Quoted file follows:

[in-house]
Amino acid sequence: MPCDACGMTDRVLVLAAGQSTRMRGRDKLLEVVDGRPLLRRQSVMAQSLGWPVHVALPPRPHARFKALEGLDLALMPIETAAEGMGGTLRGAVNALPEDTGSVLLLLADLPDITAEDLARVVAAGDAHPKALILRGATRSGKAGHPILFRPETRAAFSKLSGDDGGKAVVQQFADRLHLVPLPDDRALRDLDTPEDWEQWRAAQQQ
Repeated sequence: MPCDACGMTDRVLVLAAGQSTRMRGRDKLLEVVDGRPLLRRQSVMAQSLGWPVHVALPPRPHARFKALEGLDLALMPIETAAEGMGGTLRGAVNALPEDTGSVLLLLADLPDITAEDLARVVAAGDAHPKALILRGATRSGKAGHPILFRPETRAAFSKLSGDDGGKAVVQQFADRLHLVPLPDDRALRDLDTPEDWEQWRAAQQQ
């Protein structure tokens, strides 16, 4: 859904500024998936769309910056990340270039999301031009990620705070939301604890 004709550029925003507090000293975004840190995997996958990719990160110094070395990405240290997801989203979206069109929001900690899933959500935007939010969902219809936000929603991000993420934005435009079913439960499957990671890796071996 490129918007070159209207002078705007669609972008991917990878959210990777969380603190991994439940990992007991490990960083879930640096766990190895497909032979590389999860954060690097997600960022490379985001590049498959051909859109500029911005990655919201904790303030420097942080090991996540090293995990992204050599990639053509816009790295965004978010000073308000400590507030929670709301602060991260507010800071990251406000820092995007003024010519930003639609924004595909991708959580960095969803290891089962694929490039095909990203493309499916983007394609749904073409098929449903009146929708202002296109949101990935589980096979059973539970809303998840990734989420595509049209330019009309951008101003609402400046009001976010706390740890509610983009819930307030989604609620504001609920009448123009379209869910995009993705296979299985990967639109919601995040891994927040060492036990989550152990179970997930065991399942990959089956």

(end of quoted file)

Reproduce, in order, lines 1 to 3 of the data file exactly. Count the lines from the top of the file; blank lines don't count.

[in-house]
Amino acid sequence: MPCDACGMTDRVLVLAAGQSTRMRGRDKLLEVVDGRPLLRRQSVMAQSLGWPVHVALPPRPHARFKALEGLDLALMPIETAAEGMGGTLRGAVNALPEDTGSVLLLLADLPDITAEDLARVVAAGDAHPKALILRGATRSGKAGHPILFRPETRAAFSKLSGDDGGKAVVQQFADRLHLVPLPDDRALRDLDTPEDWEQWRAAQQQ
Repeated sequence: MPCDACGMTDRVLVLAAGQSTRMRGRDKLLEVVDGRPLLRRQSVMAQSLGWPVHVALPPRPHARFKALEGLDLALMPIETAAEGMGGTLRGAVNALPEDTGSVLLLLADLPDITAEDLARVVAAGDAHPKALILRGATRSGKAGHPILFRPETRAAFSKLSGDDGGKAVVQQFADRLHLVPLPDDRALRDLDTPEDWEQWRAAQQQ